It’s important to maintain a positive attitude to treatment of COPD. The condition is not curable but can often be improved, and there are a number of treatments your doctor may recommend.
Can you cure COPD?
The difference between COPD and asthma is that the airway obstruction in asthma is reversible with treatment such as bronchodilator drugs, whereas in COPD it is largely irreversible.
• Bronchodilator agents
There is a small degree of reversibility in COPD, however, and it should be exploited as a proportion of patients with COPD do respond to bronchodilator agents, such as beta-agonists and anticholinergics, with significant changes in lung function. So the first aim of treatment should be to reverse some of the airway obstruction if possible.
Short-acting bronchodilators are used first to open the airways and relieve symptoms as and when they occur. but if a person with stable COPD remains breathless or has exacerbations, either long-acting beta-agonist inhalers or long-acting anticholinergics inhalers should be used as a maintenance therapy (ie long term treatment taken regularly).
• Inhaled anticholinergics
Inhaled anticholinergics are very important in COPD because their unique mode of action targets the major reversible component of airflow obstruction in COPD – cholinergic tone (ie constriction of the muscles in the tiny airways controlled by the nerve transmitter chemical acetylcholine). Anticholinergics drugs are not indicated in asthma, however.
• Inhaled corticosteroid
If the person’s lung function is still poor then an inhaled corticosteroid is added in combination with the bronchodilator. There are several different combination inhalers currently in use.
• Oral treatments
Oral treatments may also be used as well as inhalers in more severe COPD or during an exacerbation (a period when things get worse, for example if a chest infection occurs). These oral treatments include steroids, theophylline, and ‘mucolytic’ drugs which break down the thick sputum that clogs up the airways.
• Long-term oxygen therapy
Those patients who have become greatly limited by severe COPD should be assessed for long-term oxygen therapy (LTOT) where oxygen is supplied through a mask or nostril tubes, and can significantly improve their quality of life.
• Pulmonary rehabilitation programme
NICE also recommend that a pulmonary rehabilitation programme should be made available to all appropriate people with COPD including those who have had a recent hospitalisation for an acute exacerbation.
Managing COPD exacerbations
COPD patients are prone to developing short-term exacerbations of their condition, during which they will feel more breathless. These exacerbations are generally the result of respiratory infections, and so will usually need treatment with antibiotics. But during an exacerbation there is a decline in the patient’s condition and the damage done to the lungs may, in part at least, be permanent.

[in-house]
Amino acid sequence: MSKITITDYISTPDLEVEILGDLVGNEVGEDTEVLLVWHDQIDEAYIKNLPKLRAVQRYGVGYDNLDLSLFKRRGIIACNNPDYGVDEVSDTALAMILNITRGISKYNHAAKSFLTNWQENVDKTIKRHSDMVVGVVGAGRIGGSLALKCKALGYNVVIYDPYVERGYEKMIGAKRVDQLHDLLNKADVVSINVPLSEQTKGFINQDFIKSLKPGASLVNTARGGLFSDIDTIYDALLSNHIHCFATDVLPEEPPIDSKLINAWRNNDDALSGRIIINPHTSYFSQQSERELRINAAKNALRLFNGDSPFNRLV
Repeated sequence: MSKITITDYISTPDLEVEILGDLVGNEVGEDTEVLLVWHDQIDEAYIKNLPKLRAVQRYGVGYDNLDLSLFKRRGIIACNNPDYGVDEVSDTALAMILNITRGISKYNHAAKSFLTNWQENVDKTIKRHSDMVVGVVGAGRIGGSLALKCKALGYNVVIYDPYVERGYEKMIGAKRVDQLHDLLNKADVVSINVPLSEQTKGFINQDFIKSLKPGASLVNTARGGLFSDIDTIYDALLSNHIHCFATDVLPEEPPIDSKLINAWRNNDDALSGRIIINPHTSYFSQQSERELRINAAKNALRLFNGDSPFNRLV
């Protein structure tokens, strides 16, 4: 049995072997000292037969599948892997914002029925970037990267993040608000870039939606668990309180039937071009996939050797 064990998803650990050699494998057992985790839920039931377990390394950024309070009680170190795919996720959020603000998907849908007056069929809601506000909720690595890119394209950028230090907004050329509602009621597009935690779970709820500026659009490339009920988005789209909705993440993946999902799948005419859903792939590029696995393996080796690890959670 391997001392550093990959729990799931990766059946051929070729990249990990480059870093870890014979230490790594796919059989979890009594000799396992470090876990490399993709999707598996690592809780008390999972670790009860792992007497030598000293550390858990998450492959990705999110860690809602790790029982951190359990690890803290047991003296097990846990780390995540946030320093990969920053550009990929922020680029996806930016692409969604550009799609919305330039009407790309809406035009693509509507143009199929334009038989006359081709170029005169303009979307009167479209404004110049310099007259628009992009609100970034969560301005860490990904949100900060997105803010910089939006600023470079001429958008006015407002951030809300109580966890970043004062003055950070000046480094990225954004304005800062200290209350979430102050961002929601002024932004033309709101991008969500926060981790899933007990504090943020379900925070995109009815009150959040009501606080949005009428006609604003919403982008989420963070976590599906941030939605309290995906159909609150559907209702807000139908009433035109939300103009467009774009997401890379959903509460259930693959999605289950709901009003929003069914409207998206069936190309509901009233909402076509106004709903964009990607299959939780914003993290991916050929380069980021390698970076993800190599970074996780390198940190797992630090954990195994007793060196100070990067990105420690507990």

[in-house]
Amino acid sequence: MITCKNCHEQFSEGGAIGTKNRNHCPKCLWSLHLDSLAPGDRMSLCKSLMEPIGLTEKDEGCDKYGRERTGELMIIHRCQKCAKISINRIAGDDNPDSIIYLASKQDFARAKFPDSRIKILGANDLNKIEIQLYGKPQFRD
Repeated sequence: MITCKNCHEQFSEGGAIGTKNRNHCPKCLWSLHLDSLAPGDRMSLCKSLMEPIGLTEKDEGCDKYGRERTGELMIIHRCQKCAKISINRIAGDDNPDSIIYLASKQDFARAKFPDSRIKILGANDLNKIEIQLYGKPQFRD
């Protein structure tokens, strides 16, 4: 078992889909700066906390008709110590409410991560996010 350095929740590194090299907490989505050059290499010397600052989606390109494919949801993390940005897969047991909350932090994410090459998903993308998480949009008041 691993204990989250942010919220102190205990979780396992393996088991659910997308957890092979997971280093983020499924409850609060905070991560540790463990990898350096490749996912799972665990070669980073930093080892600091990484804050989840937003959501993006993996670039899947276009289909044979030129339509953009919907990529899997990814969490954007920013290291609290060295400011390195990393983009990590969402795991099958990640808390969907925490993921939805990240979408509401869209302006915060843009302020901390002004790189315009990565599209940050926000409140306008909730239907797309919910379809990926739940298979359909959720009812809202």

Frequent exacerbations contribute to a worsening of COPD, so ideally every possible step should be taken to avoid exacerbations or treat them as effectively and swiftly as possible.
COPD patients should take advantage of annual vaccinations against influenza, as well as ensuring they’ve had a vaccination against pnemococcal infection – which is recommended for anyone with COPD aged 65 or over.
In some people with COPD, large cysts known as bullae can develop in the lung and hinder lung function.
In certain circumstances these can be removed surgically and will allow better inflation of the rest of the lung tissue. But this treatment is suitable for only a minority of patients.
The main drive in COPD treatment has to be one of prevention rather than cure. COPD does occur in non-smokers but the vast majority of sufferers smoke, and their likelihood of developing the disease is related to the amount they smoke.
There is an extra factor – that of individual susceptibility – which cannot be predicted in advance.
Most people with chronic bronchitis caused by smoking do not go to their doctor until they start to become breathless, by which time much irreversible lung damage has already occurred.
Those with known COPD who continue to smoke suffer a more rapid decline in their lung function than those who stop completely.
“The message is clear: smoking is extremely bad for your lungs and health – but it’s never too late to quit smoking, however old you may be”.